I cannot help thinking that the present fuss being made on the British Right over Zimbabwe, justified though it is in many ways, is because of nostalgia for the days when pseudo-Tories were expected to worship at the altar, not of a foreign and rabidly anti-British ideology called neoconservatism, but of a foreign, rabidly anti-British, and very solid entity called the Republic of South Africa.

I hadn't thought it was just the British right that was protesting about the Mugabe regime.

Never mind, I will put my hand up and admit (should that be boast) that my feelings towards Rhodesia during the days of UDR were of warm support. But I must correct you.... MY feelings in this matter were nothing to do with "worship" (what an odd word to use) of the South Africans, but arose merely from a sense of fair play and fair dealing towards the Rhodesian people who had shown great loyalty to the UK during WW2 and who didn't want to see their country fucked over by a rising tide of black marxism. Which is what happened to the poor so and so's of course.

Add to that the fact that Britain was at the time governed, if that is really the word, by the Wilson Gang and it is easy to see why the word 'treason' bandied about earlier doesn't really fit.

The passing of time has served to reinforce my opinion on this matter.

David Lindsay said...

Of course the UDI was treason! That's not a matter of opinion, it's a legal fact. The Queen, moreover, never accepted the title "Queen of Rhodesia", and the rebel regime there declared a republic a mere four years in. Get out of that one. You couldn't and you can't, just as over the vengefully anti-British Boer Republic of South Africa.

Again I say, if you supported white Rhodesia, then that can only have been because you had made an idol of apartheid South Africa, itself ferociously anti-British. Just as the Smith regime itself had done, as first the UDI and then the declaration of a republic made abundantly clear.

The alleged war hero Smith was also closely allied to the Salazar regime in Portugal, then still clinging on to Angola and Mozambique. His regime was fatally wounded when the Portuguese had to pull out of Southern Africa, so dependent was it one of the last two Fascist dictatorships in Europe. Indeed, in his memoirs, Smith wrote that if Salazar had lived longer, then Rhodesia would still be in existence today.

"Loyalty" to Britain? Don't be so ridiculous! Rhodesia was more a matter of where the Mosleyite sections of the British aristocracy and lower middle class went, to try and set up a state of their own, a model of what Britain would have been like if Hitler and Mosley had won, but with better weather and with someone else to do all the work.

savanarola said...

Mugabe is the new Mobutu. He is terrified of being killed by the mob, he awaits 'the horror' but will fight to the death. His support is down to an inner circle of a couple of hundred and so must import secret police from Angola(ruled by the biggest thief in history of politics). He will not last another six months.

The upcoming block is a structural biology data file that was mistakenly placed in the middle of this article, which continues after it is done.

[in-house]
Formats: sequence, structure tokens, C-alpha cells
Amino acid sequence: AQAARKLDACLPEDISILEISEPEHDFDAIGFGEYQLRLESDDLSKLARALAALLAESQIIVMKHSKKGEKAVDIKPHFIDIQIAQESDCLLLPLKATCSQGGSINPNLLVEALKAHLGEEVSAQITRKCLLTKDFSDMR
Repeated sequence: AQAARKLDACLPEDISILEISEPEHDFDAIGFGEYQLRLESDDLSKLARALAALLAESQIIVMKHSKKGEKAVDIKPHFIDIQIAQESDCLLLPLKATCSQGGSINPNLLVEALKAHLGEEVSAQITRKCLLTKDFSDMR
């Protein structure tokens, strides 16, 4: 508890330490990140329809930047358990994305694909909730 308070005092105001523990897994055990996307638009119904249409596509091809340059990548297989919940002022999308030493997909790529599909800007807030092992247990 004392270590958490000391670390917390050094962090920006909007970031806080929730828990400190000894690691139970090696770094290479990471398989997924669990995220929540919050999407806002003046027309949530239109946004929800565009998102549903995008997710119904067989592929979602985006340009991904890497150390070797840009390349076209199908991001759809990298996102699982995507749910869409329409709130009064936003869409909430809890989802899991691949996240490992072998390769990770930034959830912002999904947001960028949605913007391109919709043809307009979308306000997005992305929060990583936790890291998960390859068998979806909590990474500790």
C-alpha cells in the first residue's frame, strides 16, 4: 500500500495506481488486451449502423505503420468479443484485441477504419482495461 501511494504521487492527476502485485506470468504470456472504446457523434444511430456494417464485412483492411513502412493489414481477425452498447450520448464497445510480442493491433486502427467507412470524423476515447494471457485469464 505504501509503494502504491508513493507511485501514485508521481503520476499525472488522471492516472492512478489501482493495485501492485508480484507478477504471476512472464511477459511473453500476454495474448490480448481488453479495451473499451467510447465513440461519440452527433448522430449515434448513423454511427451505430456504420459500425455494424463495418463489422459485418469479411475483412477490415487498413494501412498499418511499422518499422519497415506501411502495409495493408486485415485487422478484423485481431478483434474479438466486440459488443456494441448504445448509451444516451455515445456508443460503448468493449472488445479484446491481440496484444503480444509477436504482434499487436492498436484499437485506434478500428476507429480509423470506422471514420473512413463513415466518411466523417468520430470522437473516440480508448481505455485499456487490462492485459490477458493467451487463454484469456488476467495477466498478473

Anonymous said...

Re: Rhodesia was a model of what Britain would have been like if Hitler and Mosley had won ...

Ian Smith's Rhodesia was economically successful despite UN sanctions. It was practically self-sufficient in all 3 sectors of industry: primary (raw materials), secondary (manufacturing), and tertiary (services). Not only was the country self-sufficient, it exported surpluses, including food, to other parts of the world.

Rush-is-Right said...

David Lindsay, you are plainly mentally unbalanced. There is an element of truth underlying your argument but you ruin it by being so ridiculously over the top.

David Lindsay said...

Which part of what I wrote was "over the top"? That the Rhodesian UDI was in point of legal fact, an act of treason? That the Queen never accepted the title "Queen of Rhodesia"? That Rhodesia declared itself a republic early in its history after UDI?

That it was allied to, and dependent on, the Republic of South Afria? That that Republic was an act of anti-British Boer revenge by persons who had been interred during the War for their pro-Nazi activities? That both the UDI and the subsequent declaration of a republic were, by definition, anti-British acts?

That Smith was also closely allied to Salazar, and heavily dependent on his regime in Angola and Mozambique? That Salazar was at that time one of the last two Fascist dictatorships in Europe (the neocons later sponsored the creation of another one, in 1990s Croatia)? That, in his memoirs, Smith wrote that if Salazar had lived longer, then Rhodesia would still be in existence today?

That Rhodesia was settled by the very sections of British society from which Mosley had drawn his support, and taht its regime reflected the views of such people? That a Mosley-run Britain would have had close ties to the regime idolised by that of apartheid South Africa (and, indeed, to apartheid South Africa itself)? That it would also have had close ties to Salazar's Portugal?

That, all these things taken together, Rhodesia is as near as (mercifully) we will ever see to a model of what Britain would have been like if Hitler and Mosley had won, but with better weather and with someone else to do all the work?

Which part of the above is "over the top"? Every point except that last three is a matter of fact, the following two are not reasonably open to dispute, and the last follows inescapably at least from the three that immediately precede it.

Of course Mugabe is bad. But that doesn't mean that Ian Smith was good. He wasn't.